Snobs, yobs and modern manners: Truss sparks publishing war

Click to follow
The Independent Culture

Lynne Truss's "second album", as she likes to call her sequel to the punctuation bible Eats, Shoots & Leaves, was never destined to pull punches. The literary world was promised five months ago that it would be a "guide to good manners", a book as unforgiving of bad etiquette as her first offering was of the misplaced possessive apostrophe.

Lynne Truss's "second album", as she likes to call her sequel to the punctuation bible Eats, Shoots & Leaves, was never destined to pull punches. The literary world was promised five months ago that it would be a "guide to good manners", a book as unforgiving of bad etiquette as her first offering was of the misplaced possessive apostrophe.

But only yesterday did the full force of Truss's indignation about yobbish behaviour become clear when her publisher, Profile, revealed its hand in a literary war on etiquette with at least two rival writers trying to steal her thunder this year.

Even the title of Truss's book rails at a culture in which, she says, rudeness is considered amusing. It is to be Talk to the Hand, half of a saying which ends " 'cause the face ain't listening". (In today's teenage lingua franca, it is often accompanied by a gesture in which the arm is held, palm forward, at the speaker.) Truss's subtitles are more to the point: The Utter Bloody Rudeness of Everyday Life, or Six Good Reasons to Stay Home and Bolt the Door.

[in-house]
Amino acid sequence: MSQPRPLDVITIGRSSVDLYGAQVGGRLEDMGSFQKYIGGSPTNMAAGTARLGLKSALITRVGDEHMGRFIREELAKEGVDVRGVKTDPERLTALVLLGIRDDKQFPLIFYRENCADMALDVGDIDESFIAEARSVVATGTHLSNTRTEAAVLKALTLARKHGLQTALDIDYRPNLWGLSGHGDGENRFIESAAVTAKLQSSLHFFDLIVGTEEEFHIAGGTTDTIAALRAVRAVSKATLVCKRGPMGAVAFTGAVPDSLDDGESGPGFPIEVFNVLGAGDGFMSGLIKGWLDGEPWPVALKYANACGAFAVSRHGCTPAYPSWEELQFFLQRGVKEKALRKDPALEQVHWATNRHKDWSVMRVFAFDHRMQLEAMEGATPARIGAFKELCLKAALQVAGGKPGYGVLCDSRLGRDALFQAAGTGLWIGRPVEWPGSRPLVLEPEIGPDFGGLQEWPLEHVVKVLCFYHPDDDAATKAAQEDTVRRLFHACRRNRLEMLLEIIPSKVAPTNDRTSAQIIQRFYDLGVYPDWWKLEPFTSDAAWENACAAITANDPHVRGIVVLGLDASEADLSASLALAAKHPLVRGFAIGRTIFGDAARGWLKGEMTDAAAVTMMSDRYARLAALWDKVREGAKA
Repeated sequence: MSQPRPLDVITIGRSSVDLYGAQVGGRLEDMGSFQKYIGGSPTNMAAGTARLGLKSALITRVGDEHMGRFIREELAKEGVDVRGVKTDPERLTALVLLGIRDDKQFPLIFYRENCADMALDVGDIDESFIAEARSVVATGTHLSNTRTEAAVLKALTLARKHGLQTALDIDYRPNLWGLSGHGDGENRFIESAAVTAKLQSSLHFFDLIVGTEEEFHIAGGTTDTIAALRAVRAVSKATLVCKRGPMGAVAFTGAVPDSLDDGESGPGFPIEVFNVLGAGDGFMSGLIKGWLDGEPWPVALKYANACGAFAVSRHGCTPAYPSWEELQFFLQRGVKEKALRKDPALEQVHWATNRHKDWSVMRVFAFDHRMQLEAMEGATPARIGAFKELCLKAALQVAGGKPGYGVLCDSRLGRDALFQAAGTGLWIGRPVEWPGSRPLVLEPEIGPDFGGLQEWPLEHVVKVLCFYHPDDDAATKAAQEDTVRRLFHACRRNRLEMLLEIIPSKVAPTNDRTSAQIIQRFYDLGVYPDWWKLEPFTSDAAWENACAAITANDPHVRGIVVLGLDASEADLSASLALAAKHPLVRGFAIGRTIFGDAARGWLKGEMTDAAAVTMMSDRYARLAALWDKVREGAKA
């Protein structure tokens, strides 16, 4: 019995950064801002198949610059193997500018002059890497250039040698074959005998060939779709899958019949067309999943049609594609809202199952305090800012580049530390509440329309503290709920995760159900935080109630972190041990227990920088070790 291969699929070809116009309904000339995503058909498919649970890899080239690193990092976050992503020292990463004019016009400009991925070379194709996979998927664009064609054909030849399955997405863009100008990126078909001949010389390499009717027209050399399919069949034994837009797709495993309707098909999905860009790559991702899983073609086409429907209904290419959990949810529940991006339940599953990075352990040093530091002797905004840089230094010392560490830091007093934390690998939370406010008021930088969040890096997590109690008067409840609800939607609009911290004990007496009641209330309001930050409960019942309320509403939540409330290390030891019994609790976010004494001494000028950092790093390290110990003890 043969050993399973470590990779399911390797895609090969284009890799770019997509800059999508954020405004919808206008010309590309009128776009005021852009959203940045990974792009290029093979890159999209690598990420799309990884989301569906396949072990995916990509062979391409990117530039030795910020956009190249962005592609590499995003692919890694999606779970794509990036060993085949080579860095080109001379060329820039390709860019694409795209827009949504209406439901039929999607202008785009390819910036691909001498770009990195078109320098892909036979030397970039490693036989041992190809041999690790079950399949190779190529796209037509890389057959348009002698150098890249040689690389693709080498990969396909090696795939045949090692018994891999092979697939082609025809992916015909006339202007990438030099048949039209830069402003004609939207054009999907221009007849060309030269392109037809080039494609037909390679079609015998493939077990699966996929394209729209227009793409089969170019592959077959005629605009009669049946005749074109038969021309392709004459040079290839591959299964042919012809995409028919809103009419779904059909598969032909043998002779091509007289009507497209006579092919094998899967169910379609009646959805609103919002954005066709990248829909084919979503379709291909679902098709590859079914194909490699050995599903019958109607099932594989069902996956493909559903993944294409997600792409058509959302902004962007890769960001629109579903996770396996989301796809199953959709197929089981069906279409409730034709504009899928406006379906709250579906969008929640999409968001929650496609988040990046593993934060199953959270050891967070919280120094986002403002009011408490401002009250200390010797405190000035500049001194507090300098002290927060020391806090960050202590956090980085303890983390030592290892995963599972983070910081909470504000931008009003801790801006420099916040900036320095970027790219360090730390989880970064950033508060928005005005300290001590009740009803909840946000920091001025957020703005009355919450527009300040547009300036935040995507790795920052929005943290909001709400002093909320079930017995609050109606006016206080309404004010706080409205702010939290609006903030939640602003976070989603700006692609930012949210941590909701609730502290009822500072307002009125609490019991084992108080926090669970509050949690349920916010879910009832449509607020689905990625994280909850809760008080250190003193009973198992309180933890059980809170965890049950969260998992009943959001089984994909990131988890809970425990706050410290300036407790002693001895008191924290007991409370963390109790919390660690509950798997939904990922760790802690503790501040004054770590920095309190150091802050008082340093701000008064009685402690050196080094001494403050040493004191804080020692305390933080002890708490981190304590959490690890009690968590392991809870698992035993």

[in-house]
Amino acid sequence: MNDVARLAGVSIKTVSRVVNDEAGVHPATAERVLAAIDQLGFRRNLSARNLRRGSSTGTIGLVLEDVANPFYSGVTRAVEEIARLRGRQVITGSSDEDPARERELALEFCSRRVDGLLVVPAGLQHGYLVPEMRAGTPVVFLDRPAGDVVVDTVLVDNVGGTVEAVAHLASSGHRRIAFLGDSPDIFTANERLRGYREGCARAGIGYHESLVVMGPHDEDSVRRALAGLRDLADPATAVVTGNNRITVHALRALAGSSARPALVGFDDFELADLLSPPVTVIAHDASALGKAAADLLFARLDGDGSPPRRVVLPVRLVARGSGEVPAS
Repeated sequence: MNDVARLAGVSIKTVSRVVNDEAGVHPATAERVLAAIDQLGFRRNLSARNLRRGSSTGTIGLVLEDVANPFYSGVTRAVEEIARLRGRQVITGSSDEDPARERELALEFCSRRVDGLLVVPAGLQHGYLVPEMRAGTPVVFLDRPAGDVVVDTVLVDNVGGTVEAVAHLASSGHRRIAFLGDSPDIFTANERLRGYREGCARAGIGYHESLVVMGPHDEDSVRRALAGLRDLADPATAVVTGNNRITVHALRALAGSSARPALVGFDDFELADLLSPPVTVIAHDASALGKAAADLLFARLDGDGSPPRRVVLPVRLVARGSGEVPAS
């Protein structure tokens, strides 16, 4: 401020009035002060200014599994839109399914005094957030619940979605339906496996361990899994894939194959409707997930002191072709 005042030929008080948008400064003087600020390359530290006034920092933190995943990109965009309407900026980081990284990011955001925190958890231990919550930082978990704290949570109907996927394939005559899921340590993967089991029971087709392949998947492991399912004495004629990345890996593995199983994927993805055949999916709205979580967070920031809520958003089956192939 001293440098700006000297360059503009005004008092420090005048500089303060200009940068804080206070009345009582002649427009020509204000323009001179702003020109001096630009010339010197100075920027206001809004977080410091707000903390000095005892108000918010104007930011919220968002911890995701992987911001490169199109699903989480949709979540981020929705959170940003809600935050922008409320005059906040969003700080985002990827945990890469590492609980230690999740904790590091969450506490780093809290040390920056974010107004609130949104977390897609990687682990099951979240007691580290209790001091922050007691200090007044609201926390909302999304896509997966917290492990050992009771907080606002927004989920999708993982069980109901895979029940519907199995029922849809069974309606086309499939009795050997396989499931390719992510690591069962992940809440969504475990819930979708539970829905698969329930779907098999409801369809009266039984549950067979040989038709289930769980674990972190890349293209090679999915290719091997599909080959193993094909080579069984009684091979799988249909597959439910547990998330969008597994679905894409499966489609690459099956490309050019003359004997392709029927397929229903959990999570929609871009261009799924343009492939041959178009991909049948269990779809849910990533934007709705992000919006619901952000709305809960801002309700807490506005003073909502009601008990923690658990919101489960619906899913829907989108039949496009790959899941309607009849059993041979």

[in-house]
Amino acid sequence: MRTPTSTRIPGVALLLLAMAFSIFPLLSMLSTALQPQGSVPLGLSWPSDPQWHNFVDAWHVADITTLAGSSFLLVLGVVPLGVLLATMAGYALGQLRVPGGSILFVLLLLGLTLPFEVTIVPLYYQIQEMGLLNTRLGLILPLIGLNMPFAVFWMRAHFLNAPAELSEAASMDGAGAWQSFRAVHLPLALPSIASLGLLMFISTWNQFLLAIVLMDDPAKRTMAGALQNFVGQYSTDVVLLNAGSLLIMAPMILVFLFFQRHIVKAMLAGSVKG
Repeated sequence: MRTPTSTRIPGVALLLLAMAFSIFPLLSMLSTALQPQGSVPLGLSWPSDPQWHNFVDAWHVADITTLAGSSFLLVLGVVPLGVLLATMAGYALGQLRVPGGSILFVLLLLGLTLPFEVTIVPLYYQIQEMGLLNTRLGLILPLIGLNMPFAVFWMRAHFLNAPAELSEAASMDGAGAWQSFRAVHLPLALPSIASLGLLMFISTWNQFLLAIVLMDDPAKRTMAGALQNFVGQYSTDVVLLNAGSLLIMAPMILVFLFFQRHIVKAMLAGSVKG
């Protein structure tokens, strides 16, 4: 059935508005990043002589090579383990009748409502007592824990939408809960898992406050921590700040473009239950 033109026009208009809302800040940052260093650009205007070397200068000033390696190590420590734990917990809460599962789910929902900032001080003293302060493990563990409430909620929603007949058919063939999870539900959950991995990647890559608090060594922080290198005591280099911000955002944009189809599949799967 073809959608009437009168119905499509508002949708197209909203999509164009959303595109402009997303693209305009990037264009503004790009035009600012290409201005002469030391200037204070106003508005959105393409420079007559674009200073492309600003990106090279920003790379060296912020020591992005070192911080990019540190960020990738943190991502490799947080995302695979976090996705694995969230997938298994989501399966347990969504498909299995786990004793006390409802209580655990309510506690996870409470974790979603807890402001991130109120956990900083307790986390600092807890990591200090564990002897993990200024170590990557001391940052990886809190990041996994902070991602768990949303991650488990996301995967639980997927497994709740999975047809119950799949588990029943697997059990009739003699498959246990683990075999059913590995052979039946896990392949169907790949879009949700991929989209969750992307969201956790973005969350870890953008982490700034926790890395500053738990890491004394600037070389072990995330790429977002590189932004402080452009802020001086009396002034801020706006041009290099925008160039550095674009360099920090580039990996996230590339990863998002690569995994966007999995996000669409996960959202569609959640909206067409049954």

The objects of Truss's invective will range from the nephew who "never thanked you for that perfect Christmas present" to builders ("What makes him think he can treat you like dirt?" Truss asks) and utility firms ("When you phone a utility with a complaint why can't you ever speak to a person who's authorised to apologise?).

And there are digs at a certain type of teenager. "If you skateboard through Marks & Spencer's, slaloming between old ladies while shouting obscenities into a mobile phone, I feel you deserve to be shot," Truss says, in her 224-page offering, same length as Eats, Shoots. Truss, who is still writing the book, made it clear traditional notions of etiquette do not interest her. "Personally, I don't care much about the etiquette of forks, and you can say 'serviette' at me all day, I won't even flinch," she said. "This is the perfect time to reinvent the notion of manners, now standards of behaviour can be divorced from class."

The book, aimed at "anyone who is naturally too scared to confront the yobs", is to be published in October, in time for the Christmas lists. That hands a head start to the publishers of several spoilers, including Simon Fanshawe's The Done Thing, a reworking of Erasmus's De Civilitate Morum Puerilum to be released in July.

Fanshawe's argument will run on lines strikingly similar to Truss's. It does not matter if you pass the port to the right or the left so long as it goes in one direction, he says, so everyone gets a drink. You may hold your knife any way you want except as a weapon so strangers will not feel threatened at your table. In fact do anything you want, so long as you respect other people.